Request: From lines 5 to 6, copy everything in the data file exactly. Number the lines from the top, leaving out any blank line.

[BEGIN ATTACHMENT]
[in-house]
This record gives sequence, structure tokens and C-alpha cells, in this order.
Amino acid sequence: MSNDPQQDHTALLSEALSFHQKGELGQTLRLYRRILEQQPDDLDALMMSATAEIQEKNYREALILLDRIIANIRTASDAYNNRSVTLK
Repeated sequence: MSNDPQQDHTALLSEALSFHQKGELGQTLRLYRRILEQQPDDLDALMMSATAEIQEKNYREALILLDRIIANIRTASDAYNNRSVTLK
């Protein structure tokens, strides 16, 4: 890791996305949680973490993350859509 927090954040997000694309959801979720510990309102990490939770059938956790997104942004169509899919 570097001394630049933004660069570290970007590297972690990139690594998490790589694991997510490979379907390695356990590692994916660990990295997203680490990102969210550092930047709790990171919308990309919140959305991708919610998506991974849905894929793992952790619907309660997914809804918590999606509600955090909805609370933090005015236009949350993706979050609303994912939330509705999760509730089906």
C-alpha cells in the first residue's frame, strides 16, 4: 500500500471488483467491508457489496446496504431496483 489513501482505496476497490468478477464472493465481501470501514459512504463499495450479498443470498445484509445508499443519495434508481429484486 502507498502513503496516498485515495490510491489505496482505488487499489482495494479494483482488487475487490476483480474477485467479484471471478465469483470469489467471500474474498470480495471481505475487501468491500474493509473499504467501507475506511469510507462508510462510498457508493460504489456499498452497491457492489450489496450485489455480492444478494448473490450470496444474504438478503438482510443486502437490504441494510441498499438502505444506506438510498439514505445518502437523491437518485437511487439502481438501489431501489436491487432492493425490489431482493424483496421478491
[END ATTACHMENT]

């Protein structure tokens, strides 16, 4: 890791996305949680973490993350859509 927090954040997000694309959801979720510990309102990490939770059938956790997104942004169509899919 570097001394630049933004660069570290970007590297972690990139690594998490790589694991997510490979379907390695356990590692994916660990990295997203680490990102969210550092930047709790990171919308990309919140959305991708919610998506991974849905894929793992952790619907309660997914809804918590999606509600955090909805609370933090005015236009949350993706979050609303994912939330509705999760509730089906």
C-alpha cells in the first residue's frame, strides 16, 4: 500500500471488483467491508457489496446496504431496483 489513501482505496476497490468478477464472493465481501470501514459512504463499495450479498443470498445484509445508499443519495434508481429484486 502507498502513503496516498485515495490510491489505496482505488487499489482495494479494483482488487475487490476483480474477485467479484471471478465469483470469489467471500474474498470480495471481505475487501468491500474493509473499504467501507475506511469510507462508510462510498457508493460504489456499498452497491457492489450489496450485489455480492444478494448473490450470496444474504438478503438482510443486502437490504441494510441498499438502505444506506438510498439514505445518502437523491437518485437511487439502481438501489431501489436491487432492493425490489431482493424483496421478491